Management Of Rest Home Resident’s Pressure Wounds And Pain
Deputy Health and Disability Commissioner Rose Wall today released a report finding a rest home in breach of the Code of Health and Disability Services Consumers’ Rights (the Code) for failures in the pressure wound care and pain management of an elderly woman.
The woman, aged in her eighties at the time of her admission to the rest home, was frail and had dementia. During her time at the rest home, it was discovered that she had pressure wounds. There is no documented evidence that she was turned regularly every two hours following the discovery of these wounds, or that her wounds were dressed daily as instructed by her general practitioner (GP). Rest home staff did not seek a review or assistance from the wound care specialist or the GP until around two months after the wounds were discovered, and the observations and progress of the wounds were not documented appropriately.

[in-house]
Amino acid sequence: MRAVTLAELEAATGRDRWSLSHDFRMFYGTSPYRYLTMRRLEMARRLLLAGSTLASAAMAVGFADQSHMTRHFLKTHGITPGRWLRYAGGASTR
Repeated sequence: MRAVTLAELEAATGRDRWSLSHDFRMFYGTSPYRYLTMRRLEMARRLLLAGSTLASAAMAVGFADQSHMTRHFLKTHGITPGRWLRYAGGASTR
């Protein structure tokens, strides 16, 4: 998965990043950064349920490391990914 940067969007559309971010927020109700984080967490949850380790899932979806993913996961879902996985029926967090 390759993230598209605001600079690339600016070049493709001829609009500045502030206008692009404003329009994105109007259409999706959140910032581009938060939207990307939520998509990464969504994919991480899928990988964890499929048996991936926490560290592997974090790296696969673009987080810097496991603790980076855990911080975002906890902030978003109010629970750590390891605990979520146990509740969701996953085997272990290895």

The woman’s first pain assessment was conducted six weeks after the discovery of the pressure wounds, and her pain was not assessed at every wound dressing in accordance with the rest home’s wound policy. The rest home also did not administer morphine regularly or consistently when the woman was in pain, or when her dressing was changed.
Deputy Commissioner Rose Wall found that the rest home did not provide appropriate care for the woman’s pressure wounds, or adequately manage her pain. She was also critical that the rest home did not keep the woman’s family updated and fully informed about the woman’s deteriorating wounds, and was concerned by the lack of clear guidance as to who had the overall responsibility of the Clinical Services Manager role at the rest home.
"[The woman] was let down by various aspects of the care provided to her by numerous staff at the rest home," said Ms Wall. "The problems that arose with [the woman’s] care were not the result of isolated incidents involving one or two staff members, but are attributable to several registered nurses, healthcare assistants, and clinicians who provided care to [the woman] during her stay at the rest home. In my opinion, this indicates failures at a systemic and organisational level."
Ms Wall recommended that the rest home conduct an audit of staff compliance with its policies; conduct an audit of wound documentation for 10 residents; report back to HDC regarding the implementation and effectiveness of the changes made; and apologise to the woman’s family.
The full report for case 18HDC01213 is available on the HDC website.